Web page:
#3 No decorating and entertaining excess.
Yes love, we’ve heard all about how so very tired you are from all the time and energy you spend getting your house (and office, and wardrobe) just so for the holiday season, and how much work it was to put on your fabulous collection of carefully tailored parties (one for clients, one for employees, one for the neighbors, one for the close friends, one for the other friends, one for the friends who can’t be with the other friends . . .). Sweetie pie, if you were really tired? You wouldn’t be doing all that stuff.
You know how tired people entertain? By sleeping. That’s how. It’s very entertaining, try it sometime.
Liturgical tip: Start the season utterly exhausted, and you’ll never, ever have to wonder if you’re losing the “real meaning of Christmas” amid all your busyness.
#4 Your Christmas tree will always go up at exactly the right time.
This is the great thing about trees: They look great anywhere. Your Christmas tree might be sojourning in the forest all winter this year — that’s very contemplative, you know. But imagine for a moment that you mustered the wherewithal to drag a tree, or some inventive product that reminds the casual viewer of a tree, into your home this holiday season.
Some Catholics, under those circumstances, would have to worry: Have I done this too early? Too late? When exactly is the tree supposed to enter the home?
Not you, exhausted slacker friend! If it arrives early, it’s an Advent tree, or else it’s you managing to get something done ahead of a time for a change. If it comes in the 24th, hey, perfect!
But what if, say, you pull it off the neighbor’s curb on the 26th? You’re a shining example of good stewardship, both financial and environmental. Rejoice — you’ve been heralded in a century-and-change of papal encyclicals. Woohoo!
#5 No skimping on the fullness of the season.
What’s the big rush in taking down the Christmas decorations?
Would it really be the feast of the Presentation if there weren’t a few reminders of the Nativity artfully displayed about your home? What about the Annunciation, huh? Are you so spiritually adrift on the tides of the seasons that you’ve never noticed the parallel between the manger and the tomb? It might be easier to catch those connections if you weren’t so keen to whisk away your baby Jesus to His summer home in the attic.
And of course there would have been no Easter if we hadn’t had Christmas first. Leaving out your past-due decorations is like living every day of your life in a dusty, slightly dented, but arguably beatific living Gospel.
While organized, industrious people pack up their holiday spirit in order to bustle onto the next big source of ennui, we slackers bask in the glow of eternity, our living-rooms perpetually witness to timeless truths.
Happy Advent! And other seasons, too, while we’re at it.
What’s with the radio silence? Let me just tell you.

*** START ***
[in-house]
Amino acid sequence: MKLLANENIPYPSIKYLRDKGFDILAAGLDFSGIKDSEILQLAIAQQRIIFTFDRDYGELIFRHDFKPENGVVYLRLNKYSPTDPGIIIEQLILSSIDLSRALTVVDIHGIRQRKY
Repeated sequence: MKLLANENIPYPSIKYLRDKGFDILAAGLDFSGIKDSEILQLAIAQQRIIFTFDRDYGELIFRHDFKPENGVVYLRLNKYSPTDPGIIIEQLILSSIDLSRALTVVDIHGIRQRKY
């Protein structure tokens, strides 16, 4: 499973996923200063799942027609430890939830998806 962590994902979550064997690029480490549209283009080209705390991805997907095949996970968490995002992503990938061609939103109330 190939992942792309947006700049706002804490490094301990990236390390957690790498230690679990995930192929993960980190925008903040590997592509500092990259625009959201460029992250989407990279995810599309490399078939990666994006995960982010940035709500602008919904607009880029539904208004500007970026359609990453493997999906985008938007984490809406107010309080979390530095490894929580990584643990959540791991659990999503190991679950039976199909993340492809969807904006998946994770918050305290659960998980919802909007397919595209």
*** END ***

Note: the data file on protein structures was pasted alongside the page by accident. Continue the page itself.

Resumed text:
But first, the reason I’m breaking it: My friend Sarah Reinhard asked me to blog on Theology of the Body stuff in the lead-up to this fall’sTheology of the Body Congress, which you should attend if you have the opportunity. The line-up of speakers is stellar, and yes I would go myself if I possibly could. So put that on your calendar.
The expression Theology of the Body among Catholics is a bit of a code word for, “Let’s talk about sex now.” I usually stick to code on these things. But there’s more to your body than just the parts and processes that make you a boy or a girl, as Susan Windley-Daoust will remind you periodically. I’m going to write not-about-sex today, and come back to racier topics here and over at Patheos in the next few weeks.
Now back on topic. A little Applied Theology and the answer to the question, “Why on earth has Jen Fitz completely dropped off the internet?”
Short answer is: I’m not doing as well, physically, as I would need to be doing in order to both take care of my primary vocation (marriage, parenthood) and this secondary vocation as a writer. So first things get to be first, and the rest has to wait.
The very, very, long answer:
But here is something completely cool, because God is like this: Just in time for me to have something someone really wants me to write about (instead of just me running my mouth off, which is my usual niche), I can totally sit at the computer and not be light-headed! Isn’t that cool?! I keep forgetting this new fact, and thus my e-mail is way behind. June was a pretty long month, computing-wise.
I theorize in part it was positional, which means I probably need to rearrange the workstation. Here’s an interesting link about cartoid sinus hypersensitivity, which might cause you to suspect I’m really an old man just posing as a pleasantly-plump middle-aged housewife, but you’ve seen the photos, so whom do you believe? Sports Illustrated or my cartoid sinus barocepter? Anyway, my parlor-trick for June was that I could drop my pulse twenty points just by, um, taking my pulse. No true cartoid sinus massage needed, just touch the thing.
It quit doing that, though, as far as I can tell.
Some other interesting body-things for this summer:
Dang it I can’t talk anymore again. The speaking-part works fine, don’t panic, it’s the getting light-headed while I do it that is at about 80% of the time. This is pretty common in tachycardia-themed autonomic dysfunction. (POTS people talk about this all the time in conversation, even though it never seems to make any list of medical descriptions, not sure why there’s that disconnect in the medical literature.) 80% isn’t 100%. On a good day I’m completely normal, on a lousy day I’ve given up even lip-syncing at Mass.